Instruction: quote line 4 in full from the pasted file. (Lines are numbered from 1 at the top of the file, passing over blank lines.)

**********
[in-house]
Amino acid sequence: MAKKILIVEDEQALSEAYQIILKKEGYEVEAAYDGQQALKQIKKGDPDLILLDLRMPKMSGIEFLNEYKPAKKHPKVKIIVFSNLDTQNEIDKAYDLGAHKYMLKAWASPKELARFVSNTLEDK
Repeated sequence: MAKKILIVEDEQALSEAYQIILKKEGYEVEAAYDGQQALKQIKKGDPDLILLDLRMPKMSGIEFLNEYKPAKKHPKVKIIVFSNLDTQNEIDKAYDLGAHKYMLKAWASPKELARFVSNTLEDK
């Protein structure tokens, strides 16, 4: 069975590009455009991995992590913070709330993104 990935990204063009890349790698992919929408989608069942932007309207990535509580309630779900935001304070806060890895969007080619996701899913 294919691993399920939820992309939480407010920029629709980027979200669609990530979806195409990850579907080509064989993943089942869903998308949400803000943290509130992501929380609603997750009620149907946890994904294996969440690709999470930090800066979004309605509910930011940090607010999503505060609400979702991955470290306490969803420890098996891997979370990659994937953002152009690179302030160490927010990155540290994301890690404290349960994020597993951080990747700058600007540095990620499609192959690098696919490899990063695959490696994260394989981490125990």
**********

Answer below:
């Protein structure tokens, strides 16, 4: 069975590009455009991995992590913070709330993104 990935990204063009890349790698992919929408989608069942932007309207990535509580309630779900935001304070806060890895969007080619996701899913 294919691993399920939820992309939480407010920029629709980027979200669609990530979806195409990850579907080509064989993943089942869903998308949400803000943290509130992501929380609603997750009620149907946890994904294996969440690709999470930090800066979004309605509910930011940090607010999503505060609400979702991955470290306490969803420890098996891997979370990659994937953002152009690179302030160490927010990155540290994301890690404290349960994020597993951080990747700058600007540095990620499609192959690098696919490899990063695959490696994260394989981490125990």